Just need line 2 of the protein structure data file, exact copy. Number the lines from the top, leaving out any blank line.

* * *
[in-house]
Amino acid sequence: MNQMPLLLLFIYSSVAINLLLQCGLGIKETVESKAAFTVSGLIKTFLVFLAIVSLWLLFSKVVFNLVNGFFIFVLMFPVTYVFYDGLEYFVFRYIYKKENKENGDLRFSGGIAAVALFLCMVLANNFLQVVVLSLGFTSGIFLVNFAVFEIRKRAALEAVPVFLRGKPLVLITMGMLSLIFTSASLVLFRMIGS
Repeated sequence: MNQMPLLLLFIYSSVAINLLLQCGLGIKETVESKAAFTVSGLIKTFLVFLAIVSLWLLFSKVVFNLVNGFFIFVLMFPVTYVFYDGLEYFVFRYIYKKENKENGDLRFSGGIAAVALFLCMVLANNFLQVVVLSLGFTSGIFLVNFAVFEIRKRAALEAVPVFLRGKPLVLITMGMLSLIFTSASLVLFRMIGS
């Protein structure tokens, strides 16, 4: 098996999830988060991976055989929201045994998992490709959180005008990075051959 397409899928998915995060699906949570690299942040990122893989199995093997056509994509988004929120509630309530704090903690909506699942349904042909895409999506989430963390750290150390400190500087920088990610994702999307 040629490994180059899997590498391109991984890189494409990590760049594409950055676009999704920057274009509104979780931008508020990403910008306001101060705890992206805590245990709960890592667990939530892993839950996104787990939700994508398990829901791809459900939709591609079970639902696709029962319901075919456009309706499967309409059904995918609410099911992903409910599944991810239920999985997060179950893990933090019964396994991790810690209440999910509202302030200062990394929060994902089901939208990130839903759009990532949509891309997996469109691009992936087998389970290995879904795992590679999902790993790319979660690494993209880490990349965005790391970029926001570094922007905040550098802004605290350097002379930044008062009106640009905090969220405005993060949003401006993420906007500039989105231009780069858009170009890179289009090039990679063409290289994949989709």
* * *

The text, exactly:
Amino acid sequence: MNQMPLLLLFIYSSVAINLLLQCGLGIKETVESKAAFTVSGLIKTFLVFLAIVSLWLLFSKVVFNLVNGFFIFVLMFPVTYVFYDGLEYFVFRYIYKKENKENGDLRFSGGIAAVALFLCMVLANNFLQVVVLSLGFTSGIFLVNFAVFEIRKRAALEAVPVFLRGKPLVLITMGMLSLIFTSASLVLFRMIGS